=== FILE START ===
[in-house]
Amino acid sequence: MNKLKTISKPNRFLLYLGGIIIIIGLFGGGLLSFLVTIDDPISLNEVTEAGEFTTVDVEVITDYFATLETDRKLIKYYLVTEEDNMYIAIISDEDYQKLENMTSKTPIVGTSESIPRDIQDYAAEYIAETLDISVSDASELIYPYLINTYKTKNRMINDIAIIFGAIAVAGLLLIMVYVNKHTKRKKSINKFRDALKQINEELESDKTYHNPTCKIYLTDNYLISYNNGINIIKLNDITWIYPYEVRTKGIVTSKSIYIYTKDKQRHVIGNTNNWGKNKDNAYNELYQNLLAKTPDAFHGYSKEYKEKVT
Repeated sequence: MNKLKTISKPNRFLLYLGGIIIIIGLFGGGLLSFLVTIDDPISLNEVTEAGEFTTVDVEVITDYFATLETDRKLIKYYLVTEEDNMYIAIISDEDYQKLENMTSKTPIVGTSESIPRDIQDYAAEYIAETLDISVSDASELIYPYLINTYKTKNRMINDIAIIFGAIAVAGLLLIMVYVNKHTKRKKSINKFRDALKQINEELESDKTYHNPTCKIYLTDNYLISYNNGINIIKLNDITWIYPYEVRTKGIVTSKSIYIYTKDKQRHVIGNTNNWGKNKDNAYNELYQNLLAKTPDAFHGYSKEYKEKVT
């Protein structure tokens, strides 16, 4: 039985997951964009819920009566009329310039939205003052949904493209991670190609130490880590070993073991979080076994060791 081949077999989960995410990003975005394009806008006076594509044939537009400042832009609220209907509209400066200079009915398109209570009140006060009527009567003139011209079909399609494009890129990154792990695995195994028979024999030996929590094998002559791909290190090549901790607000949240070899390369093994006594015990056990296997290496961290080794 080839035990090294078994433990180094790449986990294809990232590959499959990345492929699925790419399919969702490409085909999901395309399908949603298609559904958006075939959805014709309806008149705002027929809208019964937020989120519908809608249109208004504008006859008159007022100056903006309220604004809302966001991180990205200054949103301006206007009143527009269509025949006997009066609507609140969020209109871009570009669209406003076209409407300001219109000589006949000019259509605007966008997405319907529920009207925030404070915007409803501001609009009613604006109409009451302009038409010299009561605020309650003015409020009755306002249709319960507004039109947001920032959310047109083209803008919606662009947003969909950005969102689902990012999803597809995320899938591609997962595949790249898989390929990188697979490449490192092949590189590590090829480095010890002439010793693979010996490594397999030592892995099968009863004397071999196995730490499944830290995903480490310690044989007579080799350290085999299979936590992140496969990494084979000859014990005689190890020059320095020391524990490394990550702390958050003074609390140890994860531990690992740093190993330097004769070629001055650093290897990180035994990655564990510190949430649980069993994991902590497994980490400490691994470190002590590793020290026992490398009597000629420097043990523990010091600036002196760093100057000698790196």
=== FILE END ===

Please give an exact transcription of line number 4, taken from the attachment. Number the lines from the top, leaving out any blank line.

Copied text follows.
């Protein structure tokens, strides 16, 4: 039985997951964009819920009566009329310039939205003052949904493209991670190609130490880590070993073991979080076994060791 081949077999989960995410990003975005394009806008006076594509044939537009400042832009609220209907509209400066200079009915398109209570009140006060009527009567003139011209079909399609494009890129990154792990695995195994028979024999030996929590094998002559791909290190090549901790607000949240070899390369093994006594015990056990296997290496961290080794 080839035990090294078994433990180094790449986990294809990232590959499959990345492929699925790419399919969702490409085909999901395309399908949603298609559904958006075939959805014709309806008149705002027929809208019964937020989120519908809608249109208004504008006859008159007022100056903006309220604004809302966001991180990205200054949103301006206007009143527009269509025949006997009066609507609140969020209109871009570009669209406003076209409407300001219109000589006949000019259509605007966008997405319907529920009207925030404070915007409803501001609009009613604006109409009451302009038409010299009561605020309650003015409020009755306002249709319960507004039109947001920032959310047109083209803008919606662009947003969909950005969102689902990012999803597809995320899938591609997962595949790249898989390929990188697979490449490192092949590189590590090829480095010890002439010793693979010996490594397999030592892995099968009863004397071999196995730490499944830290995903480490310690044989007579080799350290085999299979936590992140496969990494084979000859014990005689190890020059320095020391524990490394990550702390958050003074609390140890994860531990690992740093190993330097004769070629001055650093290897990180035994990655564990510190949430649980069993994991902590497994980490400490691994470190002590590793020290026992490398009597000629420097043990523990010091600036002196760093100057000698790196």